About two years ago, after having started Apache Mahout together with Grant Ingersoll, Karl Wettin and others, several Apache Hadoop user groups, meetups and get togethers started to pop up all around the world. The one closest to me was the Hadoop user group UK. Back in 2008 I was pretty envious to all these user groups - being so distributed, there was no way I could ever attend all of them, though talks were certainly interesting. So the naive thought of a back then naive free software developer was: Let's have that in Berlin. To have initial talks I called Stefan Groschupf. His answer was very positive: Oh yeah, let's do this. I am in Germany for another two weeks, so it should be at about that timeframe. We agreed that if no-one showed up, we could still have some pizza together and share insights from our projects.

For the venue I knew from regular meetups of the Free Software Foundation Europe - read FSF*E* - that newthinking store was available for free for meetups for devs of free software. On I went, calling Martin from the store, booked the room. After that some mails went to the usual suspects, mailing lists and such. At the first meetup two years ago, more than 15 attendees - with two more people who had prepared slides. Pizzas obviously had to wait a little.

If you are wondering what that looked like back then - Thanks to Martin for taking the image back then and putting it online.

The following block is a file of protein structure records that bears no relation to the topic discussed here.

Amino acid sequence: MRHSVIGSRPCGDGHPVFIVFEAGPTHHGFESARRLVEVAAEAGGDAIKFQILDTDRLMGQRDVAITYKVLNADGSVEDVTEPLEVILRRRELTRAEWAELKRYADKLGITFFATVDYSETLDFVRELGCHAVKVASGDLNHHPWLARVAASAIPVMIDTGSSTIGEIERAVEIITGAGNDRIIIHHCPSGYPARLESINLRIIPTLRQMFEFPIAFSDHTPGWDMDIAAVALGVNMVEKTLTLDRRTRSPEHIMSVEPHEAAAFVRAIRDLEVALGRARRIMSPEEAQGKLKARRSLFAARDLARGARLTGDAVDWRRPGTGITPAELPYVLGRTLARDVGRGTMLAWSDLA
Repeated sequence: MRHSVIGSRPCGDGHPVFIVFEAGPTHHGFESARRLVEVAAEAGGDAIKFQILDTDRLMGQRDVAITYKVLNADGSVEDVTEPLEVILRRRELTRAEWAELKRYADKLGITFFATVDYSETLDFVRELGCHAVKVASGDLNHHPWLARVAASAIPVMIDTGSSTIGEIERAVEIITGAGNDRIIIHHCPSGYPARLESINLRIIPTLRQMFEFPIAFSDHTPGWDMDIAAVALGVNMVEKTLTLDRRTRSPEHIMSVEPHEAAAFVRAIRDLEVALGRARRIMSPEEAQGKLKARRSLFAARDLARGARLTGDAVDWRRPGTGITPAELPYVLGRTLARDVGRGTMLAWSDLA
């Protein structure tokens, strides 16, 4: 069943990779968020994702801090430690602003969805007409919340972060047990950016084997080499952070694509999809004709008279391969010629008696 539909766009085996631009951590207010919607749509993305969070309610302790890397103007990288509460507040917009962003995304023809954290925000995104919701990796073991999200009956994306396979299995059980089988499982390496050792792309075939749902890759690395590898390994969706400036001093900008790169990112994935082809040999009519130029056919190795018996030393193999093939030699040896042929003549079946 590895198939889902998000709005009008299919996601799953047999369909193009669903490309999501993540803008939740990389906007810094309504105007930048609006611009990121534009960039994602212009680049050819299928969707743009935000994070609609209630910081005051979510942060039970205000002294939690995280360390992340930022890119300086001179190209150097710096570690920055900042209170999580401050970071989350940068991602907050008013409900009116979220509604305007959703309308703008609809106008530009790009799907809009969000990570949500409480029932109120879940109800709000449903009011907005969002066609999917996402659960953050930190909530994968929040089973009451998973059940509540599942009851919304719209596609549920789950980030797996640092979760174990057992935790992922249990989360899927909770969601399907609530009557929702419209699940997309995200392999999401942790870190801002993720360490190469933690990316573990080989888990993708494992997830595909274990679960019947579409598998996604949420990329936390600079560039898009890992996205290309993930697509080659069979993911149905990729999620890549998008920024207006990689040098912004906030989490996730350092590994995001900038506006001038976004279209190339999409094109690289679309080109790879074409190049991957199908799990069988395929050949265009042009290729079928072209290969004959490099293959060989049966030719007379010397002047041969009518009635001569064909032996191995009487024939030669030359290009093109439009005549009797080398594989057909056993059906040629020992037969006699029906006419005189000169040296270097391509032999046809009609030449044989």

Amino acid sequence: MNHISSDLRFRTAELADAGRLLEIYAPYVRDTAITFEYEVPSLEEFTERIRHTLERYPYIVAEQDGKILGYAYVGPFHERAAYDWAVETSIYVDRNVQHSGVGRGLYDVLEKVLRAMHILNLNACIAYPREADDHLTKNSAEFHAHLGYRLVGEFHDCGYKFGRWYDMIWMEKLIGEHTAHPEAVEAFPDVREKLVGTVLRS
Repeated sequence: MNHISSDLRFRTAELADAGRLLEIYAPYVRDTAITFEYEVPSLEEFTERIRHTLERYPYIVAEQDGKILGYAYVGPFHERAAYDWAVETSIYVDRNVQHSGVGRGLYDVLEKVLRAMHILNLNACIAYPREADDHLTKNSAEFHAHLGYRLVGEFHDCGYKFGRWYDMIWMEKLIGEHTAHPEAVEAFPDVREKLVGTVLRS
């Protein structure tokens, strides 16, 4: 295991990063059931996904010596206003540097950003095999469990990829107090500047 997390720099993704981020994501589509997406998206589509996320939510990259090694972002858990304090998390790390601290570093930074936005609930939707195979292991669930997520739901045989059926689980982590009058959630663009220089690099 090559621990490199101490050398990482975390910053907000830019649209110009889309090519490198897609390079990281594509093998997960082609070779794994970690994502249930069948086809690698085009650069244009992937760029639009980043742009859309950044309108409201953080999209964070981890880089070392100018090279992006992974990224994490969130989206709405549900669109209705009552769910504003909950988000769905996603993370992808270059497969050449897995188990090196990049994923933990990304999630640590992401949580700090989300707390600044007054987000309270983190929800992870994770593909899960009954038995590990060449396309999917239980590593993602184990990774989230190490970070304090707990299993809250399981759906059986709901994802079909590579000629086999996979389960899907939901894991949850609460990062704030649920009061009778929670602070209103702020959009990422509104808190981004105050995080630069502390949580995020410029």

We (as in all attendees) decided to repeat the exercise three months later*, talks for the next time were proposed during that first session. Noone objected to having it in Berlin again - everyone knew this was the only way to avoid having to do the organization next time.

The meetup grew steadily in size, talks started being proposed three to six months in advance. I ended up creating not only a mailing list for the meetup but also a blog so I could publish news on Jan's CouchDB talk and Lars George's HBase talk back then. We got video sponsoring from Cloudera (Thanks Christophe), StudiVZ (Thanks Nils), and Nokia (Thanks Matt). Late last year I did the first European NoSQL meetup together with Jan Lehnardt - 80 attendees, lots of potential for more, the newthinking store obviously a bit too small for that :)